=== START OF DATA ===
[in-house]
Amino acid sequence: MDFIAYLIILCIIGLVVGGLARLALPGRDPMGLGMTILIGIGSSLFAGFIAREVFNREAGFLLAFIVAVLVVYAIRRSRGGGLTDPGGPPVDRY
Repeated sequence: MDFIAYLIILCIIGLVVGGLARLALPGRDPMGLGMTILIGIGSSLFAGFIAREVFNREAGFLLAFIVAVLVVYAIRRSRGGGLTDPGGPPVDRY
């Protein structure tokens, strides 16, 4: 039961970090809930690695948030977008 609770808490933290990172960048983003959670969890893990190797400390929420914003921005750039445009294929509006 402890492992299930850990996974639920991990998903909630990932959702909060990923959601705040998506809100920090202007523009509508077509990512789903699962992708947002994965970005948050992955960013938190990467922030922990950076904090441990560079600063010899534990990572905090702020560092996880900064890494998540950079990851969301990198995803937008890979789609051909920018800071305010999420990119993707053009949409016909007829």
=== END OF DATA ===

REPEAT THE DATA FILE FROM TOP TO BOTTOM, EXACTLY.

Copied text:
[in-house]
Amino acid sequence: MDFIAYLIILCIIGLVVGGLARLALPGRDPMGLGMTILIGIGSSLFAGFIAREVFNREAGFLLAFIVAVLVVYAIRRSRGGGLTDPGGPPVDRY
Repeated sequence: MDFIAYLIILCIIGLVVGGLARLALPGRDPMGLGMTILIGIGSSLFAGFIAREVFNREAGFLLAFIVAVLVVYAIRRSRGGGLTDPGGPPVDRY
């Protein structure tokens, strides 16, 4: 039961970090809930690695948030977008 609770808490933290990172960048983003959670969890893990190797400390929420914003921005750039445009294929509006 402890492992299930850990996974639920991990998903909630990932959702909060990923959601705040998506809100920090202007523009509508077509990512789903699962992708947002994965970005948050992955960013938190990467922030922990950076904090441990560079600063010899534990990572905090702020560092996880900064890494998540950079990851969301990198995803937008890979789609051909920018800071305010999420990119993707053009949409016909007829």